When most people think of D.C. hardcore, of course it’s the Dischord bands that immediately spring to mind: Minor Threat, Government Issue, S.O.A., The Faith, Iron Cross, etc.; they represent the classic period and are covered relatively well. Ian MacKaye is featured prominently, and it would not be the same film without him. Ian is fairly ubiquitous in these things, but he brings an important and often challenging perspective and is clearly not content to rest on his reputation as “leader” of the D.C. scene. He speaks dismissively of getting crank calls from kids haranguing him about straight-edge, a “movement” he clearly no longer cares about in the slightest, if he ever really did. In answer to charges that Dischord somehow alienated certain bands who were not part of their coterie, MacKaye simply notes that he never stopped anyone from forming their own label. Still, it’s interesting that, as one commentator points out, regarding the formation of Fugazi, of course everyone was waiting to see what Ian would do next (and, humorously, that despite their demands that their shows remain all-ages and cheaply priced, Fugazi with their big hooks were in a sense the ultimate arena-rock band).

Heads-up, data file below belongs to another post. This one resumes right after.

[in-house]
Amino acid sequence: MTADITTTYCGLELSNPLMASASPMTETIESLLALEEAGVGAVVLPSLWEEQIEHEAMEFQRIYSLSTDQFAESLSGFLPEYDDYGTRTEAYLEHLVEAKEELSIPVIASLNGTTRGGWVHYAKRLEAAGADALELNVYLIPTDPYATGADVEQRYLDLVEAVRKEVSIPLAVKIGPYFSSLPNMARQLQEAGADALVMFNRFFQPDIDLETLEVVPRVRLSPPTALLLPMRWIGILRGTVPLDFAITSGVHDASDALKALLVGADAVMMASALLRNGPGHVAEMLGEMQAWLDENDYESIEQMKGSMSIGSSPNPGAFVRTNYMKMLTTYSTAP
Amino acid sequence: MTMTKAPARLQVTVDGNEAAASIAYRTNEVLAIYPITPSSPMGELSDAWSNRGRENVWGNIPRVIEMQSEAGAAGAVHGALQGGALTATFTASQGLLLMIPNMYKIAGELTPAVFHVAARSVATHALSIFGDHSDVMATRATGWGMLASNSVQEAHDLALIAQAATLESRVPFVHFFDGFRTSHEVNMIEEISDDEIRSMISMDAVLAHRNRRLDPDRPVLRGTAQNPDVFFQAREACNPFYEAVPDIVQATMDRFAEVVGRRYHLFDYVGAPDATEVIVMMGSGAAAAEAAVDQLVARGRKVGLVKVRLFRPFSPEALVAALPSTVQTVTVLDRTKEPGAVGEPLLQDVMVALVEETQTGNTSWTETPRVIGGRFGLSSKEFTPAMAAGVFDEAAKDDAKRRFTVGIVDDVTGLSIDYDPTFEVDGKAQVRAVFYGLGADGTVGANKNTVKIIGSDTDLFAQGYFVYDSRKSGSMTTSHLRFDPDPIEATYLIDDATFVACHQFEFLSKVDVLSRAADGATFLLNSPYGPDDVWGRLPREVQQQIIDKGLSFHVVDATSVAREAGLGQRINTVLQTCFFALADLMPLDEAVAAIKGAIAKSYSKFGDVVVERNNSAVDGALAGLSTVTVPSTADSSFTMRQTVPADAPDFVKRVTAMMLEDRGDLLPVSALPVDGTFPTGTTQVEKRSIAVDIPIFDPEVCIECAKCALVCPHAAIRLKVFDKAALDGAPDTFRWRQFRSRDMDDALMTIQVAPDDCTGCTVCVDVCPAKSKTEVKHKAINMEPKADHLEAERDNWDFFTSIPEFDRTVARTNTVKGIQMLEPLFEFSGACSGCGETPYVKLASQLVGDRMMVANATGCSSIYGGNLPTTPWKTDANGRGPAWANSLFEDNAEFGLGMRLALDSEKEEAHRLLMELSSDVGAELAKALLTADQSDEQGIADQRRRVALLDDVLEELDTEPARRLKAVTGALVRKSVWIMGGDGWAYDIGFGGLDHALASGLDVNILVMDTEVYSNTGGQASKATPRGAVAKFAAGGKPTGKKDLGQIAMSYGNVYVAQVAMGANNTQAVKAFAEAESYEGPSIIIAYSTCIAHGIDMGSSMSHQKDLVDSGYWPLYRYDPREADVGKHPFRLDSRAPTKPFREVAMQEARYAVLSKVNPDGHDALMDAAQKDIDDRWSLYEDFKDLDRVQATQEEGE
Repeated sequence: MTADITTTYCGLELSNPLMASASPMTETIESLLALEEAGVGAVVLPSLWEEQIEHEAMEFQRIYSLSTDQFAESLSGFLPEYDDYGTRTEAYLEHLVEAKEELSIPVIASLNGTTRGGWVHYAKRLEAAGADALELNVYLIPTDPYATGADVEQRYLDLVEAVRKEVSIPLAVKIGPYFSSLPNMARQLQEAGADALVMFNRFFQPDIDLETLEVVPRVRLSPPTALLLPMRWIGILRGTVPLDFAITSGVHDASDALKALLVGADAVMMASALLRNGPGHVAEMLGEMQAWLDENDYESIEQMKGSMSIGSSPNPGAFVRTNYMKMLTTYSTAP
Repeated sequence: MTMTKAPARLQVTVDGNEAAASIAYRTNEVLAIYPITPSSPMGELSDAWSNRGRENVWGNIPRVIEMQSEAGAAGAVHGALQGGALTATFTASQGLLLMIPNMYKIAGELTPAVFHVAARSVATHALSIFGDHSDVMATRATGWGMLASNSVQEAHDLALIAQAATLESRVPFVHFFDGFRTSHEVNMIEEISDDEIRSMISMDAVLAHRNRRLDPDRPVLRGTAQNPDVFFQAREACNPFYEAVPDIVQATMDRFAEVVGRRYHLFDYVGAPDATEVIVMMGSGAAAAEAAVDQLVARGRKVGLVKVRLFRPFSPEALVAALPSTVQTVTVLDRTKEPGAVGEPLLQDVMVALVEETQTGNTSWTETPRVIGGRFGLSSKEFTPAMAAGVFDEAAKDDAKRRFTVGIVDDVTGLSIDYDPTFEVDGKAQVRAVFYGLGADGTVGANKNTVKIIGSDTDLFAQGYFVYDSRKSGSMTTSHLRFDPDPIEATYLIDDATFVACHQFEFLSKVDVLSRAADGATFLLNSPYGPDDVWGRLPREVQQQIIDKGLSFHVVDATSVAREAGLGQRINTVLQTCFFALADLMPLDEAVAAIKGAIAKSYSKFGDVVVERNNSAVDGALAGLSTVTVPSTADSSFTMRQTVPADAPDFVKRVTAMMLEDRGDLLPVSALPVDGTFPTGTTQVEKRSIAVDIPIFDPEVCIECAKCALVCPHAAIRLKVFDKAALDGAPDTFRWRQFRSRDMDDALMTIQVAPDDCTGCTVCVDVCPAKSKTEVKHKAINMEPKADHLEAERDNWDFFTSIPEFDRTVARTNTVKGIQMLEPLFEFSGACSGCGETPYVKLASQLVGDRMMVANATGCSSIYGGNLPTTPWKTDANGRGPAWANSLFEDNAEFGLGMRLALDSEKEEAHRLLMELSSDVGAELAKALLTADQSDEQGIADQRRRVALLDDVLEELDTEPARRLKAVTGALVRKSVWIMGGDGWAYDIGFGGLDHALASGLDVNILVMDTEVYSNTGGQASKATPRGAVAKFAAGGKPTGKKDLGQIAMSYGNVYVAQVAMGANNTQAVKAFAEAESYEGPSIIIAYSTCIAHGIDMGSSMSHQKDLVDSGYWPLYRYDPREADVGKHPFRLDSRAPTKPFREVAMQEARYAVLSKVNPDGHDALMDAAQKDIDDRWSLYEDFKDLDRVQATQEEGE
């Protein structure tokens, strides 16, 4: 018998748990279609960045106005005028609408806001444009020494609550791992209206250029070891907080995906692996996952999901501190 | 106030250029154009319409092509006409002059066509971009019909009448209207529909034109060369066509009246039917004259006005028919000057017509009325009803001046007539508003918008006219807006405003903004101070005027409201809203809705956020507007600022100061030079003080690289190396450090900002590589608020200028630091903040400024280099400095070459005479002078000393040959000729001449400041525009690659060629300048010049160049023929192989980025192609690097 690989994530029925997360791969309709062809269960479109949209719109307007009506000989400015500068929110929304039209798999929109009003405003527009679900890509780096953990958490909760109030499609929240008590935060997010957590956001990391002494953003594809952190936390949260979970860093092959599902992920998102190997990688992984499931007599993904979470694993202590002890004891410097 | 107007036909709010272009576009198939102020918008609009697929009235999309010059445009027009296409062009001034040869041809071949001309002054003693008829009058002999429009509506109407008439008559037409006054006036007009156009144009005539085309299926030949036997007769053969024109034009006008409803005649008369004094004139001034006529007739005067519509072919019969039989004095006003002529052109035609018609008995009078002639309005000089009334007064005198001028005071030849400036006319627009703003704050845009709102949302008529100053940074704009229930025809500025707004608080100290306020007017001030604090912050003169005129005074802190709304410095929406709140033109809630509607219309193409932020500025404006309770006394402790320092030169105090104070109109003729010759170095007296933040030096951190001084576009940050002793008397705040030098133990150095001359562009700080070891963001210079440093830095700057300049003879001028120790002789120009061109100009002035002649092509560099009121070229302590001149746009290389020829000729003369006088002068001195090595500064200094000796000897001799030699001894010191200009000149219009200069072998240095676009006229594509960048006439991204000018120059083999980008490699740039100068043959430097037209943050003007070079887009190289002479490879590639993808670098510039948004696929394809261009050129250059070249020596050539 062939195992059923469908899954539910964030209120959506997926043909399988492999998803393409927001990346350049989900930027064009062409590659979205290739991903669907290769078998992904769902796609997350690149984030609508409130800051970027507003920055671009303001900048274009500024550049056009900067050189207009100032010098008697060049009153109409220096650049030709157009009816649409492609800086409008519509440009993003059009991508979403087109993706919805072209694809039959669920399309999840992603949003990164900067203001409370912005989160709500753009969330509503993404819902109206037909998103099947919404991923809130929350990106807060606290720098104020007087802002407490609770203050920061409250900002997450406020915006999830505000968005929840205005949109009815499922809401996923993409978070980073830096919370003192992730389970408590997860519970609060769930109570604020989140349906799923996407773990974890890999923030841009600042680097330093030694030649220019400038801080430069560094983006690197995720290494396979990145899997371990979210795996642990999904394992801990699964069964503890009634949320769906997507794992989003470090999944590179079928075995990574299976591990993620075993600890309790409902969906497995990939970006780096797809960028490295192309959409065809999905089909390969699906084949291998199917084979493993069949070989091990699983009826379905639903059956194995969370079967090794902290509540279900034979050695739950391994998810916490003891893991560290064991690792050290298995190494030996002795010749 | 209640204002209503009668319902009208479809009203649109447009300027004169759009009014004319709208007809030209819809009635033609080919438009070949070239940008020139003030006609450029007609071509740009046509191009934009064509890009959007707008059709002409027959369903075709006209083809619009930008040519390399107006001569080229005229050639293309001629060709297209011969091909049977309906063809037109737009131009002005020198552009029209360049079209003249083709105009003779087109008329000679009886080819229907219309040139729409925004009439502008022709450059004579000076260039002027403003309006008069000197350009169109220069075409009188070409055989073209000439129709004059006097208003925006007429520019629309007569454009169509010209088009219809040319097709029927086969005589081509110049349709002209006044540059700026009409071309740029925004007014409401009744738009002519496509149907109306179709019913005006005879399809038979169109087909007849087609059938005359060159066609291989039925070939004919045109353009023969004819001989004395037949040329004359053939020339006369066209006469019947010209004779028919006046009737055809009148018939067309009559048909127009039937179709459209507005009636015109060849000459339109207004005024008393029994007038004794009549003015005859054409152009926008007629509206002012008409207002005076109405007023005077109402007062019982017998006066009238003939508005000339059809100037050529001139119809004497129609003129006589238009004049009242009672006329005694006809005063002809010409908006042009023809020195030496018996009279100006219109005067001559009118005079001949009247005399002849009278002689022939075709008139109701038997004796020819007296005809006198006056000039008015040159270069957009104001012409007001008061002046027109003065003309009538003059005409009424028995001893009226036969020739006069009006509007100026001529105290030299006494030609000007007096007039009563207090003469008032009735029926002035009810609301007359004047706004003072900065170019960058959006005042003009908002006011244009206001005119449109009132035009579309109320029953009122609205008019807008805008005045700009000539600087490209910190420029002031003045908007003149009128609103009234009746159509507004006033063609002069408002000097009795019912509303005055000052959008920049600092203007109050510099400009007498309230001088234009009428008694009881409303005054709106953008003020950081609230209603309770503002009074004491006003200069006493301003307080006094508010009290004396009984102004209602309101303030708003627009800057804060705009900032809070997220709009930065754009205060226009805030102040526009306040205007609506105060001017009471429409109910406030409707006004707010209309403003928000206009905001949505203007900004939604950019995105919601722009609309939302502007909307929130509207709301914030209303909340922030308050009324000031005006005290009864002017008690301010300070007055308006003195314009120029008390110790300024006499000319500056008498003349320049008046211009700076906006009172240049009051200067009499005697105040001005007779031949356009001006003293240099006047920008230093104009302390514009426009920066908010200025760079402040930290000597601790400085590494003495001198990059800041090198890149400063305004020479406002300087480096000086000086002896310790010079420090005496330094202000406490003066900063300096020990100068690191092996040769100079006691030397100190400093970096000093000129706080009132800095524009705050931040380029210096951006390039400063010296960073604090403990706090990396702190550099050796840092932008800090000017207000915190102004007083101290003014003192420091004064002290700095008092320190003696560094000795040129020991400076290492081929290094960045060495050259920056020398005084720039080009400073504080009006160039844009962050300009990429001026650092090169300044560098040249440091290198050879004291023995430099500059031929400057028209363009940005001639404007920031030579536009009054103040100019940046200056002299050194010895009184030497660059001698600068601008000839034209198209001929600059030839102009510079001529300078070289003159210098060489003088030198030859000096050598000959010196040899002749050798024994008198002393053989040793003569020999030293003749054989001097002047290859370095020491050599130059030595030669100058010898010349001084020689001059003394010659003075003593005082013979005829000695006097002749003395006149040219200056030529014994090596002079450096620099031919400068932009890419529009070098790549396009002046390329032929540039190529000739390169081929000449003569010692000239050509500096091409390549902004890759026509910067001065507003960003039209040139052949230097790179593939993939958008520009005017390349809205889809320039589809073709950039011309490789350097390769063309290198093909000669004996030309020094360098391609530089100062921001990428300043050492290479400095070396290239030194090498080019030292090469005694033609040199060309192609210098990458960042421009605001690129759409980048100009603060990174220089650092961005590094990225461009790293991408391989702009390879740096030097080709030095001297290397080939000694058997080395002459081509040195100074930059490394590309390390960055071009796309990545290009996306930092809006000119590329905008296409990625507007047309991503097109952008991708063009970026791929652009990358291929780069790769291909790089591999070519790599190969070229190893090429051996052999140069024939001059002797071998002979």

I personally would have liked to see more on the band Void, and Salad Days might have benefited from a more in-depth focus on other individual bands. Void, one of the era’s best in my opinion, gets only a 10-second or so live clip and a very brief interview segment with guitarist Bubba Dupree. There’s also only brief mention of the Flex Your Head compilation (1982), which is maybe more than any other record responsible for putting D.C. “on the map” nationwide. The film rightly begins with the Bad Brains and their overwhelming influence, inspiring the formation of the likes of the Teen Idles, and from there Minor Threat, and, well, most of us probably know the rest of the early Dischord story. Henry Rollins does an effective job painting a picture of the danger of the early days, of uber-macho assholes looking for punk kids to beat up, something one might remember, if indeed one was a punk kid in the early 80s.
|Void, Wilson Center, 1983. Photo by Jim Saah / jimsaah.com|